To rule out cross-reactivity of the Texas-Red–labeled goat antimurine immunoglobulin with AV-FITC, we used normal red cells in which the phospholipid organization was scrambled by treatment with NEM, calcium, and ionophore. Although more than 95% of the cells were fluorescent after AV-FITC labeling (Fig 1C), neither the scrambled cells nor the AV-FITC–labeled cells showed any fluorescence in the Texas-Red channel after incubation with Texas-Red–labeled goat antimurine in the absence or presence of α-globin chain antibody (not shown). These data indicate that neither α-globin chain antibody nor the secondary Texas-Red–labeled goat antimurine immunoglobulin binds to PS or AV-FITC. This apparent lack of cross-reactivity suggests that the Texas-Red–labeled antibodies and the AV-FITC label recognize distinct sites in or adjacent to the membrane, albeit sometimes in the same region.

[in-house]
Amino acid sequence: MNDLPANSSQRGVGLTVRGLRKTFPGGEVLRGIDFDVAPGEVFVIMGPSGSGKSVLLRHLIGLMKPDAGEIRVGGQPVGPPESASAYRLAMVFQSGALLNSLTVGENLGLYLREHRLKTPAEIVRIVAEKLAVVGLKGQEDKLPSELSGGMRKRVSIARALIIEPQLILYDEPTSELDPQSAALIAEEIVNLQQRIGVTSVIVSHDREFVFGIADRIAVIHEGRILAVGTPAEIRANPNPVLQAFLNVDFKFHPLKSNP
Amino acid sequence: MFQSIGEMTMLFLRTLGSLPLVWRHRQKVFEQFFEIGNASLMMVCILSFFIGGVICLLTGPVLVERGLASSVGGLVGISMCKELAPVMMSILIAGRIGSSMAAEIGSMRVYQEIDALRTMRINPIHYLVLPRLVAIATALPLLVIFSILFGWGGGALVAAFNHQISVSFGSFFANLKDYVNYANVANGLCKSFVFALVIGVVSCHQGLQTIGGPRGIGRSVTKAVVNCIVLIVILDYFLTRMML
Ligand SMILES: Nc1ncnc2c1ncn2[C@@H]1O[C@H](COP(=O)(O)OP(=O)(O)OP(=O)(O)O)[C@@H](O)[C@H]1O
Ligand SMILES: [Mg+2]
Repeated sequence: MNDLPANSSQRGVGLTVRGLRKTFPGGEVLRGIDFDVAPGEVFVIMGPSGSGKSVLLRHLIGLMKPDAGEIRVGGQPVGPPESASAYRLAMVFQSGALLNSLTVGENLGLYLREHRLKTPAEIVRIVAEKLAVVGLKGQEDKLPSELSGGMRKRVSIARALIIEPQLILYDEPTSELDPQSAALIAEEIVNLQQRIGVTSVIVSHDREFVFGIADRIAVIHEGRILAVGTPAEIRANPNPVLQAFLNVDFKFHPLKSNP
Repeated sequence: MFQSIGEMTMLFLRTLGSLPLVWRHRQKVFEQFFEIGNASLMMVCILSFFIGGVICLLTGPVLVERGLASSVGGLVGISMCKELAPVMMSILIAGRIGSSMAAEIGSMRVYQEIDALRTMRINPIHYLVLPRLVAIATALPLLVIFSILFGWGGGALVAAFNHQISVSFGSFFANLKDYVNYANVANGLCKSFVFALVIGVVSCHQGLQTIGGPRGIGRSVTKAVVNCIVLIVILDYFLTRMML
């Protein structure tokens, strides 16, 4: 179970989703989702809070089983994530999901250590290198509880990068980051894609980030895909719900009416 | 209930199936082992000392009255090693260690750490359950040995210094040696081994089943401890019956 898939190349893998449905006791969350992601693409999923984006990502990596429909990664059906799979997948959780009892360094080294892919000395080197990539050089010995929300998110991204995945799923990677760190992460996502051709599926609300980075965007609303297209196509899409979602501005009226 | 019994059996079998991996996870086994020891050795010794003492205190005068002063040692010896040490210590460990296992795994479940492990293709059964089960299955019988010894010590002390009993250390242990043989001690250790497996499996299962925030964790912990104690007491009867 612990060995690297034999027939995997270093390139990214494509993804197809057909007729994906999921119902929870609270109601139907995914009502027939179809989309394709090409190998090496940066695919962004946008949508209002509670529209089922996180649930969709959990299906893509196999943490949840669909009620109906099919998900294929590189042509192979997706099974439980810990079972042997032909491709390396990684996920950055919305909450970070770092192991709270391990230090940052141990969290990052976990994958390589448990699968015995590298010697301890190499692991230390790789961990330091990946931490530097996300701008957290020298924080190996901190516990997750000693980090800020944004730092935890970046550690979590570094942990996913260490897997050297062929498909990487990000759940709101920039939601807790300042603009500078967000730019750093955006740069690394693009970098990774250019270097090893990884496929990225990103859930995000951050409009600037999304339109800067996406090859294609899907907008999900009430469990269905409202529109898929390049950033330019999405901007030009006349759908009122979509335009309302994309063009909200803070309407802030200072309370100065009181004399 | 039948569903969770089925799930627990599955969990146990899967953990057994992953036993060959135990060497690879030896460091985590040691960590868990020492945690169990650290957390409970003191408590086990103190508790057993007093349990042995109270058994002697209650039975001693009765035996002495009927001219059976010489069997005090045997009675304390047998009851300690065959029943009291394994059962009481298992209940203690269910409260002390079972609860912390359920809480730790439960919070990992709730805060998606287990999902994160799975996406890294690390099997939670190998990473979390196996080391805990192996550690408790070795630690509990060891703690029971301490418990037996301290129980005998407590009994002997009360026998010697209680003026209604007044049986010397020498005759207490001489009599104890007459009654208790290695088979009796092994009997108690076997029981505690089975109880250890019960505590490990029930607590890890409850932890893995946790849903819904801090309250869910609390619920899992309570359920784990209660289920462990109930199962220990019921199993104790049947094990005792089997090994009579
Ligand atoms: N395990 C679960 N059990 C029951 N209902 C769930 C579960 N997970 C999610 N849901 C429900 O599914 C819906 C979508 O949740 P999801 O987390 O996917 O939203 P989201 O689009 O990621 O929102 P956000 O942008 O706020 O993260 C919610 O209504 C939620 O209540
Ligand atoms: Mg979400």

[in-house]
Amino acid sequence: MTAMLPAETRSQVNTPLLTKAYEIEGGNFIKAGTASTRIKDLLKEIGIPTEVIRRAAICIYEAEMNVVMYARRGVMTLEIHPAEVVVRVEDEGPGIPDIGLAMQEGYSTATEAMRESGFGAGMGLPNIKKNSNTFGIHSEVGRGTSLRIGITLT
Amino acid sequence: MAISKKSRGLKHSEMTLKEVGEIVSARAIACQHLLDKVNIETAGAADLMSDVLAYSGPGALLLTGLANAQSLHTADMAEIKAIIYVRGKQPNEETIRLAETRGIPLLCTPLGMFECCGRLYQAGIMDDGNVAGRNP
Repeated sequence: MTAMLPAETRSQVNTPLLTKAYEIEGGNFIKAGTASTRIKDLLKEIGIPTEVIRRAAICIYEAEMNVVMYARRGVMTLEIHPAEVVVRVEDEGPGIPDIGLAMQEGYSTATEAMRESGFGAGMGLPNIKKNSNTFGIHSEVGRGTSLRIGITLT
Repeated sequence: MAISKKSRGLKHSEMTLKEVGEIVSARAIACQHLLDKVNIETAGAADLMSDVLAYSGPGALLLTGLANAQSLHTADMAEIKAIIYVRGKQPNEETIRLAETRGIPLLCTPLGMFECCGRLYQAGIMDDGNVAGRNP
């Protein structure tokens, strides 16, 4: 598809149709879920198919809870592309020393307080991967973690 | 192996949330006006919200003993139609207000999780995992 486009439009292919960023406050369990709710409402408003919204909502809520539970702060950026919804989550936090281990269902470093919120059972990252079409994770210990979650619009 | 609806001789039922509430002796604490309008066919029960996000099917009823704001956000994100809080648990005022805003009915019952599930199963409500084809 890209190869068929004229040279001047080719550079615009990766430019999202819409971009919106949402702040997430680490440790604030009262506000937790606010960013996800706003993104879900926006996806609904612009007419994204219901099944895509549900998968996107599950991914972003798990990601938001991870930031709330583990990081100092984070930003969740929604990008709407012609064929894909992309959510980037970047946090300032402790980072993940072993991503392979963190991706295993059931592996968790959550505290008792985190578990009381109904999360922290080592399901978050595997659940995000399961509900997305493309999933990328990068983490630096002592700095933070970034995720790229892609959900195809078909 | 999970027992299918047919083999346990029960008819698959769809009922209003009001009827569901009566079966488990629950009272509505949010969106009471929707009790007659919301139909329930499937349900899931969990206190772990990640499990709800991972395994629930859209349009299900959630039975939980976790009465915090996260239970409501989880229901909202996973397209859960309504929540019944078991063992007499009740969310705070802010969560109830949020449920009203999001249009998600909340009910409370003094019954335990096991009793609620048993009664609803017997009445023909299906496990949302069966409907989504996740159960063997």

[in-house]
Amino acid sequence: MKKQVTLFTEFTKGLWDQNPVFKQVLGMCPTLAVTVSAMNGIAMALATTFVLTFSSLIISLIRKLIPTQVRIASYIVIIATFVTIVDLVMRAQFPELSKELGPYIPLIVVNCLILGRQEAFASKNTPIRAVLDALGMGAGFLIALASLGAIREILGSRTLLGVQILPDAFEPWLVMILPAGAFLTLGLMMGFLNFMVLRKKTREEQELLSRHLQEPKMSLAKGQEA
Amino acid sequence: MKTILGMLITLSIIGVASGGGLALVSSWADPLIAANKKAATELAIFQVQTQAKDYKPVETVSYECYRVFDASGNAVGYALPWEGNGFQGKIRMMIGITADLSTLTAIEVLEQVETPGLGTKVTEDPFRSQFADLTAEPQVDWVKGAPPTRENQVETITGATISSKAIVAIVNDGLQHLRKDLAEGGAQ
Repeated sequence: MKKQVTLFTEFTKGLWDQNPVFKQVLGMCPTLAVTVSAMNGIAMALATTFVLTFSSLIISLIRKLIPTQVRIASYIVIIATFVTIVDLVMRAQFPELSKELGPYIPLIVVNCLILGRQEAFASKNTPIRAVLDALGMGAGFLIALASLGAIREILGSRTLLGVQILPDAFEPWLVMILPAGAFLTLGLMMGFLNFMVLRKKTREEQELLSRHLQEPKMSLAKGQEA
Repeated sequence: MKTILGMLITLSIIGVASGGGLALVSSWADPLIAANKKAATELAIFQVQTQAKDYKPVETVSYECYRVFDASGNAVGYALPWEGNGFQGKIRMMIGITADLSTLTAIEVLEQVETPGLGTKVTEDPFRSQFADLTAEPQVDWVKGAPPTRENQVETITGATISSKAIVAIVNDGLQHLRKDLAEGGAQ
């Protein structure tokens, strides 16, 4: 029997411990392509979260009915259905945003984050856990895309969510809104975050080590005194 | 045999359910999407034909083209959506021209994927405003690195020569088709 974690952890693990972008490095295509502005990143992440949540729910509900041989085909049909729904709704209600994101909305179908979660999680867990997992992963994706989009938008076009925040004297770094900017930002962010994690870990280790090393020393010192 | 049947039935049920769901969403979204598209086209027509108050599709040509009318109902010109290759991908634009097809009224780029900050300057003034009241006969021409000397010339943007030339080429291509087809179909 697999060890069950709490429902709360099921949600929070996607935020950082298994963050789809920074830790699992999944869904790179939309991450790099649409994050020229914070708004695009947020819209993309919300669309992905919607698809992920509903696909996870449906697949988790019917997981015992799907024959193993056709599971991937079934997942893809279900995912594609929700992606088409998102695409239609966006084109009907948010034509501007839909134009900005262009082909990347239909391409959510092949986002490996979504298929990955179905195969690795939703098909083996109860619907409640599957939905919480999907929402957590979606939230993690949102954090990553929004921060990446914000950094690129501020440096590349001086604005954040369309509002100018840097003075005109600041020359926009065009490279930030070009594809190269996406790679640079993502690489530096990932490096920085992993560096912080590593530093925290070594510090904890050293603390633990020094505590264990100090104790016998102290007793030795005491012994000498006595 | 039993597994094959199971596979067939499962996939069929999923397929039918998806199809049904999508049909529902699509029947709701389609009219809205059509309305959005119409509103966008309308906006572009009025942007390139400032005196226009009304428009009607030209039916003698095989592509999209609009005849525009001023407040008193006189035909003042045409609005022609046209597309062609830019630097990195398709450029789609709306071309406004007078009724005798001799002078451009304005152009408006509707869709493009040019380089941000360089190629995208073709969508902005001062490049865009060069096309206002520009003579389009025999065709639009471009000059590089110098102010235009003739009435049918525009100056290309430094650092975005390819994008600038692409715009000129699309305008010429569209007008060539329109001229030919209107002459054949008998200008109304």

RESULTS

Flow cytometry.

Figure 1 indicates typical flow cytometric analyses of normal and thalassemic RBCs. In the absence of AV-FITC, a number of thalassemic RBCs (Fig 1B) showed an increased fluorescence as compared with normal control cells (Fig 1A), as shown here for a HbE/β-thalassemic, splenectomized sample. This shift varied significantly between the different samples. Although it was not observed in any of the HbH RBCs, it was very pronounced in a number of the β-thalassemic RBC samples. Hence, it was important to appropriately select a standard gate (M1) and correct for background fluorescence in each individual sample to obtain the correct fraction of AV-FITC–labeled cells as indicated in the Materials and Methods section.

Figure 1C shows control cells treated with NEM, calcium, and ionophore to scramble their phospholipid organization, and virtually all RBCs (95% ± 5%) are found in gate M1 indicating labeling with AV.